That’s why the emphasis is on looking at the situation from the client’s point of view and describing the challenge in a way that they would recognise.

It’s not about what we would do for them. That can come later after we’ve established the value of overcoming the difficulties and achieving what they want.

Before my meeting with the consultant, I had shared with him the structure of the ‘people who’ statement and asked him to think about creating one from his clients’ point of view before we talked again.

But what came back was – guess what – a statement of what he could do for the client.

And when we had our meeting, he continued to repeat what he could do for the client.

It sounded as if he was delivering an elevator pitch and the more he repeated it, the less credible it felt. The problem was that it wasn’t describing a situation that one of his prospective clients would relate to.

One of the most important ways of building credibility with a client is not to parade your past achievements, or the distinguished history of your organisation, but to show that you can see things from your client’s point of view.

You might see this as a statement of the bleedin’ obvious. Forgive me if it seems like it.

But it is amazing that even experienced people forget that the most powerful phrases we can use with a client are things like, “Is this how you see it?” “Have I got this right?” “Is this the way it is?” or even, when we are feeling confident, “It’s like this, isn’t it.”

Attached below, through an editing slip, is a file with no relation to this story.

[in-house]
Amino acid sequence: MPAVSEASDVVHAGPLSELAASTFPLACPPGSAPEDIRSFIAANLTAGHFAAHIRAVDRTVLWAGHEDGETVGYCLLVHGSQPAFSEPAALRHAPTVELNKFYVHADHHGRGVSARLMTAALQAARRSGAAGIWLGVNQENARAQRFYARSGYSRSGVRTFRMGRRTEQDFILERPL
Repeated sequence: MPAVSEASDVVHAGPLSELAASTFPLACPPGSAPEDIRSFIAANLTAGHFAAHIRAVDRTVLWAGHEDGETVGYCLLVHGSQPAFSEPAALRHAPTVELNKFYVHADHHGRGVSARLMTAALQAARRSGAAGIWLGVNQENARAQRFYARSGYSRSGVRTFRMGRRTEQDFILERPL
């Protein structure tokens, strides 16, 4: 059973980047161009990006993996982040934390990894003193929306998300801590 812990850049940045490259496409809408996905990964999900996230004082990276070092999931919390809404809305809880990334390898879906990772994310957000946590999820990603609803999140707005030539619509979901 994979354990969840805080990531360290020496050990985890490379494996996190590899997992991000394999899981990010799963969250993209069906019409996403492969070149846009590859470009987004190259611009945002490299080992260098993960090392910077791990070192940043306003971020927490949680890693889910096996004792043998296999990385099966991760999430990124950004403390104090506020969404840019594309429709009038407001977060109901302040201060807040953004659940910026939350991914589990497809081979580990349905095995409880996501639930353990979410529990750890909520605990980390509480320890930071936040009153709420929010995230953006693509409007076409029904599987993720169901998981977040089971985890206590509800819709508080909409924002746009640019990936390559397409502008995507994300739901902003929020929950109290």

Even when we have got it slightly wrong, and the client jumps in to correct us, we are halfway there, because the client knows we are interested in them and their issues, and not just making a pitch.

I’m pleased to say that the consultant I was talking about did create a convincing ‘people who’ statement without too much difficulty, and he will be positioning himself in a way that will get his practice where it needs to be, with the focus firmly on where his clients are starting from and how they see things.

If you would like an informal chat about how you position your practice, why not book a free session with me.

Just go to and choose the discovery call and a day and time to suit you.

Let’s speak soon.

What to do when the client picks the wrong solution

You may have experienced this. You’ve had a preliminary chat with the client and go to see them with a solution in mind. When you get there, you find they have made their mind up to adopt a solution that you think is completely unsuitable. You are thinking screwdriver; they are thinking hammer.

So what do you say when the client has picked the wrong solution?

This is about why you shouldn’t immediately challenge the client, what you should do instead, and how you should go about it.

Why shouldn’t you challenge your client? The first thing I am going to do is contradict myself and say sometimes you can. It’s what I call the lifesaving ‘no’. If the client respects your authority, you might be able to say, “That’s not a good idea”, and they will accept it.

But most of the time you shouldn’t. This is because you are up against the motivator of consistency. Once people have said they are going to do something, they tend to feel that they should do it and if they don’t, they feel they lose face. So, if you directly challenge them, you are immediately establishing a conflict between your opinion and their emotion.